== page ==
Programmatic: The More Things Change, the More they Stay the Same?

In the latest column from the IAB’s Display Trading Council, council members give their views on what has changed in the programmatic space over the last two years.

To borrow from John Hughes’ 1986 American teen comedy Ferris Bueller’s Day Off – programmatic moves pretty fast. If you don’t stop and look around for a while, you could miss it. It’s been two years since the IAB’s Display Trading Council put together our first Programmatic Handbook and last month we released the 2016 Programmatic Handbook which is almost double the size and covers the latest developments in the programmatic space. We asked members of the DTC what’s changed in the intervening time?

Embracing the use of data

“The most profound change I have seen in programmatic in recent years has been around client’s attitudes towards embracing the use of data to enhance their campaigns, especially first party data. When programmatic first emerged as a new way to trade, the focus was very much on driving reach at the lowest rates possible. Data segments were available but it wasn’t as rich or as granular as what we have access to today. Clients have become more sophisticated in setting up their own DMPs and utilising their first party data more effectively – this has come on a long way from simply retargeting people who have been to the client’s site.”

Samantha Wade, VP Commercial Partnerships, Amobee

The rise of the brand campaign

“Since the last handbook we’ve seen programmatic come to fruition as a means of executing branding campaigns, not just direct response. Programmatic has empowered buyers to have control over the delivery of their campaigns, targeting known users, audiences and implementing universal frequency caps to drive the performance of their activity. Historically this was applied primarily to direct response campaigns, however with the increasing availability of high quality audiences and inventory these same benefits are now being brought to the delivery of brand activity. In particular we are seeing this increasingly transacted via private marketplaces. This offers the buyer workflow efficiency, centralises their RTB-based buying, and gives them the ability to forward plan through the use of Guaranteed Private Marketplaces.”

James Brown, MD UK & Nordics, Rubicon Project

The growth of high-impact creative

“Content, social media, and different forms of display advertising are growing as ‘go-to’ strategies for brand building in digital channels. With video and other high-impact creative formats now available through programmatic, brand campaigns can add a digital string to their bow, with further huge creative opportunities opened up. With the ability to synchronise brand campaigns between TV and online, react to real world data, such as location, weather, and also reach people as they move from one device to another, brands can reach people in increasingly relevant ways.”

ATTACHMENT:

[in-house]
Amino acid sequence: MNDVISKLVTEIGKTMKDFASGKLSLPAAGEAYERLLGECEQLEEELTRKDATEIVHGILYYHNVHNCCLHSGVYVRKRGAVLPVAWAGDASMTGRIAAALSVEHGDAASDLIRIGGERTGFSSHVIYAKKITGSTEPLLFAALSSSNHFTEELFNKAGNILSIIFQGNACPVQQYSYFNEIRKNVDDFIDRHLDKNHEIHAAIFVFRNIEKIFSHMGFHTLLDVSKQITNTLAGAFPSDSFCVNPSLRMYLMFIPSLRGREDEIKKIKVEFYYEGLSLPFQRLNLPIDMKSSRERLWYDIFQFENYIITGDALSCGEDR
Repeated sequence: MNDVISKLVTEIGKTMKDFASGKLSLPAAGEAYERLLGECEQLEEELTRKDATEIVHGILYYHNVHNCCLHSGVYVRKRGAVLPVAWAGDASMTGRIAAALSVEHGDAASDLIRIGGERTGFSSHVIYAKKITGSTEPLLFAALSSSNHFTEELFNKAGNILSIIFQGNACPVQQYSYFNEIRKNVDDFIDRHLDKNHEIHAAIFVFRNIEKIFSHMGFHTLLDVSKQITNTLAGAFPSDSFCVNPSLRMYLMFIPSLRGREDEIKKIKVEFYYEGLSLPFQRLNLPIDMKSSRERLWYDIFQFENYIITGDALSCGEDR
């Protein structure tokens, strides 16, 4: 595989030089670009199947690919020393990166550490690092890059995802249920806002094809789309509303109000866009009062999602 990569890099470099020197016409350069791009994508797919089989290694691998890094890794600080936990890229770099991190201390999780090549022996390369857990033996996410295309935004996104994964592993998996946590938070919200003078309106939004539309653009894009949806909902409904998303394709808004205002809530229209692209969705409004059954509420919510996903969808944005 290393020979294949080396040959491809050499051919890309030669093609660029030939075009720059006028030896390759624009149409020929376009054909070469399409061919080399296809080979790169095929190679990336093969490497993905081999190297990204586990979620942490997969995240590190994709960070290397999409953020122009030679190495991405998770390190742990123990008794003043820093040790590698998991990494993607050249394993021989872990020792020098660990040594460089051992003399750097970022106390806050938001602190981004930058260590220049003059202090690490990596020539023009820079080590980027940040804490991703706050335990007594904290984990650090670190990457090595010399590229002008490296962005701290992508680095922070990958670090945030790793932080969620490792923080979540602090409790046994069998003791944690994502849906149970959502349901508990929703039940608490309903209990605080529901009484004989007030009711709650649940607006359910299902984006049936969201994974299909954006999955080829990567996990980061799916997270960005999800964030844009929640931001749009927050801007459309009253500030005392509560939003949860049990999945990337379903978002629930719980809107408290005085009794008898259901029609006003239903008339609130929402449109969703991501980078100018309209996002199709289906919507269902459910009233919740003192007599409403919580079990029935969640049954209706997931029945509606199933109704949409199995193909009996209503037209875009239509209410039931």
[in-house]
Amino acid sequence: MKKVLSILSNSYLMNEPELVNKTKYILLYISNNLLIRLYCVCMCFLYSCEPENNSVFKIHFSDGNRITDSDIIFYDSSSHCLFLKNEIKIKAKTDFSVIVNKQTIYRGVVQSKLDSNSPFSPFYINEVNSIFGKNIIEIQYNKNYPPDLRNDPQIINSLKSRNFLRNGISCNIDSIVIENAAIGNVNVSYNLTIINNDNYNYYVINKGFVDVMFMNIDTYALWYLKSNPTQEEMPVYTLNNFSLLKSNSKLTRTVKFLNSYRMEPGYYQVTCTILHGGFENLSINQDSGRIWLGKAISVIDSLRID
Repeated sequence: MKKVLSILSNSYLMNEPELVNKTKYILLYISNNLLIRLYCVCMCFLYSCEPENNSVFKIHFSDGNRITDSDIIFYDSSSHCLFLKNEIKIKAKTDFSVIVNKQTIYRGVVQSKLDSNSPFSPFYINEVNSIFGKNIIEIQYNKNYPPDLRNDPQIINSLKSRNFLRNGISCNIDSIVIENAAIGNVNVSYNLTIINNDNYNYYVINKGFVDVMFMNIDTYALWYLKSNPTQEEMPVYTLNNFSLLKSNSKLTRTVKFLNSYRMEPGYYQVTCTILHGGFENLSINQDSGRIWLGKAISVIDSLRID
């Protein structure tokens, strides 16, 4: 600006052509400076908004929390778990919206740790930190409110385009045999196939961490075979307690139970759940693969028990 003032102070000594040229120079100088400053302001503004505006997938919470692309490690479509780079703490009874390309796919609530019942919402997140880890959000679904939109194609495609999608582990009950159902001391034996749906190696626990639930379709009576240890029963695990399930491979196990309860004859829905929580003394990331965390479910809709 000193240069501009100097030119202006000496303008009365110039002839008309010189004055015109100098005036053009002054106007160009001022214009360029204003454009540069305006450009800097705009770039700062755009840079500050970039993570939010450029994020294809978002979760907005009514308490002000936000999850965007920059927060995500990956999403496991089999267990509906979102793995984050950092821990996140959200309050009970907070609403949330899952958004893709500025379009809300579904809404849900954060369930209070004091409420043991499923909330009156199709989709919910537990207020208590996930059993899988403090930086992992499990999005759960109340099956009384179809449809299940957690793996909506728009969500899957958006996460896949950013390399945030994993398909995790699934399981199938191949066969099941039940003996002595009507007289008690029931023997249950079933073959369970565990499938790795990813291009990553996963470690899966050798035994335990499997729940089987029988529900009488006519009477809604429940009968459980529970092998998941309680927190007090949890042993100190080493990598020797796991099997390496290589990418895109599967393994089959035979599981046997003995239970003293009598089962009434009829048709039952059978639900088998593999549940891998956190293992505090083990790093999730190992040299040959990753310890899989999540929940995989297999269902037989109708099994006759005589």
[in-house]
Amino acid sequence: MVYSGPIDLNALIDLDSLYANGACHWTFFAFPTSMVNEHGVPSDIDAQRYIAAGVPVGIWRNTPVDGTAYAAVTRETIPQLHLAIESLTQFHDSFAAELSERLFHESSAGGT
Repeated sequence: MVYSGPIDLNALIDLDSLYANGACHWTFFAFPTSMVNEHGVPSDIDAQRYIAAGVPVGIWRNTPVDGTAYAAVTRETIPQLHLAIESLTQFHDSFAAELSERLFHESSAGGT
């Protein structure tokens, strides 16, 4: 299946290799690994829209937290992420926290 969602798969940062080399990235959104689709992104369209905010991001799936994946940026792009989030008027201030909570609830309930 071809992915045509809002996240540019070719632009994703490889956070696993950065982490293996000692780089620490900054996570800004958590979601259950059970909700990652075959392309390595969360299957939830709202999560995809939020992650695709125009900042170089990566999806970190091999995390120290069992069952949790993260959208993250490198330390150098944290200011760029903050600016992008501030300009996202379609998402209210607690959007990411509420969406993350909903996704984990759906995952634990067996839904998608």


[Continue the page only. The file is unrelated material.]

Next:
Samantha Tillet, UK Agency Sales Director, Rocket Fuel

Improvements in verification

“Since the advent of programmatic in the UK, the digital advertising industry, alongside verification tech providers, have been working to increase the level of education around programmatic and to provide greater understanding of its use and benefits for all. Today, proactive steps are now taken from all sides of the digital ecosystem to improve programmatic inventory, with more tools available in market to help all achieve this. However, there is still some work to be done. This is clear when buyers want to source highly viewable impressions through programmatic channels, as viewability rates can be found to be lower in programmatic inventory”

Lee Moulding, Director, Business Development, Integral Ad Science

A ‘programmable’ age

“We are transitioning towards an extremely interconnected and personalised internet – the ‘programmable’ internet. As part of this transition, there is a thriving demand for more sophistication around data usage, application, and customisation – including algorithms – to deliver tailored user experiences. That way, advertising will stop being visual noise and become a useful part of a fluid experience designed around the eye of the beholder.”

Nigel Gilbert, VP Strategic Development EMEA, AppNexus

What’s in a name

And we couldn’t help but look to what the future could hold, when the term “programmatic” itself could be rendered obsolete;

“It is an exciting thought to consider what the handbook will be called, or the content it contains, in two years’ time. Programmatic will be an ingrained, go-to, mainstream component of brands’ digital marketing strategy. It will no longer be separate departments, it will be the centre of all digital advertising strategy and execution. What boundaries will we be pushing within the next two years? TV convergence, maturity of data management, marketer input and management, one true consumer-centric view and omni-channel automation.”

Andreas Dooley, Commercial Director UK & IE, Adform

The latest Programmatic Handbook is available through the IAB site to members and selected pieces of content will be serialised in ExchangeWire imminently.

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Lars is Google’s Head of Marketing across Singapore, Malaysia, Pakistan, Bangladesh and Sri Lanka. With nearly two decades of international experience in the Internet and media industry, his passion lies at the intersection of technology and marketing. His career spans across the globe - from Europe to the emerging markets in Asia - from early stage start-ups to large organizations, providing him with an in-depth understanding of marketing, sales and business development across cultures and industries. In his current role he is responsible for local B2B and B2C brand and product marketing across all Google and Youtube services and devices.

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